Disaster planning is a job to be done today, not tomorrow
There has inevitably been real concern, both locally and globally, about the recent deaths in China as a result of the H7N9 bird flu virus. It brings back memories of previous pandemics involving avian flu and the tragedy of severe acute respiratory syndrome (SARS), especially in Hong Kong and China.
Leaving aside the human cost of a pandemic, businesses still have to be able to operate as effectively as they can in such situations of adversity. Human nature, however, is such that many of us do not like to think about potential disasters in advance and, unfortunately, many businesses have been inclined to take the same approach. Disaster or pandemic planning is often high on the priority list when tragic events are still fresh but, as time passes, “business as usual takes over” and half-finished disaster plans remain half finished.
The recent outbreak of bird flu should leave no employer – especially those with large mobile workforces – in any doubt that they must prioritise the strategy to be adopted in the event of a pandemic.
Employee absence is the most obvious effect of a pandemic. Employees may be absent because they are sick or because they need time off to care for dependants. It is important to balance the risks of being unprepared for high levels of employee absence against the consequences of changing contractual terms in anticipation. The situation is complicated by the duty of employers to protect employee’s health and safety, which requires that the workplace is maintained in the safest possible manner.
If employee absences reach critical levels, organisations may need to consider alternative sources of labour. Periods of acute staff shortages are clearly not the best times to attempt to engage in new relationships to provide commercially viable options – these relationships need to be in place well in advance.
Employers can follow some simple tips for immediate pandemic planning.
Carry out a pandemic risk assessment and identify the key issues that could arise out of a pandemic. Adopt a business-continuity plan (if one does not exist) that outlines how the business will continue during and after an emergency situation. Make sure there are clear emergency procedures in place in cases of an infectious disease pandemic. Check insurance policies cover all potential eventualities, including claims by staff.
Ensure all staff are provided with the most recent advice on the latest threat. A clear communication network plays a critical part in ensuring staff are kept fully informed. Take into account high-risk staff, such as pregnant employees.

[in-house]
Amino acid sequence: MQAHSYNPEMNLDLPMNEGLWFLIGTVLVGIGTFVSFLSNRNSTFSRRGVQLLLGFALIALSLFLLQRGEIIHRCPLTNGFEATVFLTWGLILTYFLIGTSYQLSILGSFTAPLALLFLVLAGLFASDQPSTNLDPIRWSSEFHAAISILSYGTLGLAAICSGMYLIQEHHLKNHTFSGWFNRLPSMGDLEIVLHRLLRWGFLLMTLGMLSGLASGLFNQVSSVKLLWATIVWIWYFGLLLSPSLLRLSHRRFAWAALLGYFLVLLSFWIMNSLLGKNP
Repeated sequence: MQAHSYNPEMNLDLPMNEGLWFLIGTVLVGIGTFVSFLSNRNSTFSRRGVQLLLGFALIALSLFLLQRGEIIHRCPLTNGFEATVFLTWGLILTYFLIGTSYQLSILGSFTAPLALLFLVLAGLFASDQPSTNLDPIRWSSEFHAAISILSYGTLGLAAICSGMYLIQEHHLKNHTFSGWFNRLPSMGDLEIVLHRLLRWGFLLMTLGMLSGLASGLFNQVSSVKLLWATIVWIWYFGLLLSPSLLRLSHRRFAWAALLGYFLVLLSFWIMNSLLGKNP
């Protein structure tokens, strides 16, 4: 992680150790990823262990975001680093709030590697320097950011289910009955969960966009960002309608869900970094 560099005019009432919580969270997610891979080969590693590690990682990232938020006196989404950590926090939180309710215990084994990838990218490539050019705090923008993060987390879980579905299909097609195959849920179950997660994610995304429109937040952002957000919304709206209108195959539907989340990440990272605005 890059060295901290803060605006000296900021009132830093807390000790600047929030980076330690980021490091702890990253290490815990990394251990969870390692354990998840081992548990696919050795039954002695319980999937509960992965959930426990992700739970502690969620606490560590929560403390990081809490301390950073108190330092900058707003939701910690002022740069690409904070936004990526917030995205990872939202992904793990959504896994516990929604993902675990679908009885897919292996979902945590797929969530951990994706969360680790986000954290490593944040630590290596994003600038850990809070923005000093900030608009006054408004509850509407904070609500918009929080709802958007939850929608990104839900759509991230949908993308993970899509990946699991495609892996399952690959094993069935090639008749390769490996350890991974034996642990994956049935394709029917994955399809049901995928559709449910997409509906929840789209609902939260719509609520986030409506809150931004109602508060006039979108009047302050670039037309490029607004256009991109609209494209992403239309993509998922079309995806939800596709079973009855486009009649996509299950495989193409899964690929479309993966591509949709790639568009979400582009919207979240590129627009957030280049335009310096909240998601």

Study existing employment contracts and handbooks and, if necessary, implement a policy regarding sick leave, annual leave and unpaid leave in cases of outbreak. Consider flexible work patterns and working from home. Make sure confidential information and data is adequately protected when work is conducted outside of the usual workplace and on employees’ personal machines.
Clean up the workplace and provide adequate and proper face masks and other personal protective equipment. Train workers to ensure their effective use.
Identify the critical positions within the company and the minimum number of employees needed to keep the business running. Look at employees with transferable skills so they can be moved into temporary positions if needed, and consider the need to recruit a high number of temporary staff at short notice.
Ensure the IT infrastructure can cope with large numbers of staff working remotely and maximise the availability of home and mobile working. Consider the effective use of video conferencing or other virtual facilities to reduce the need for travel.
While all the planning in the world will not prevent the outbreak of a pandemic having potentially serious consequences, for any affected business, it is clear that prudent employers can do a significant amount to mitigate the inevitable risks.
DLA Piper is a global law firm with 4,200 lawyers located in more than 30 countries throughout the Americas, Asia Pacific, Europe and the Middle East, positioning us to help companies with their legal needs anywhere in the world. Pattie Walsh is a Partner and Head of DLA Piper's Asia Pacific Employment practice. Pattie writes extensively for legal and HR publications, she has a particular focus on multi-jurisdictional employment work.
The information contained in this article should not be relied on as legal advice and should not be regarded as a substitute for detailed advice in individual cases. If advice concerning individual problems or other expert assistance is required, the service of a competent professional adviser should be sought.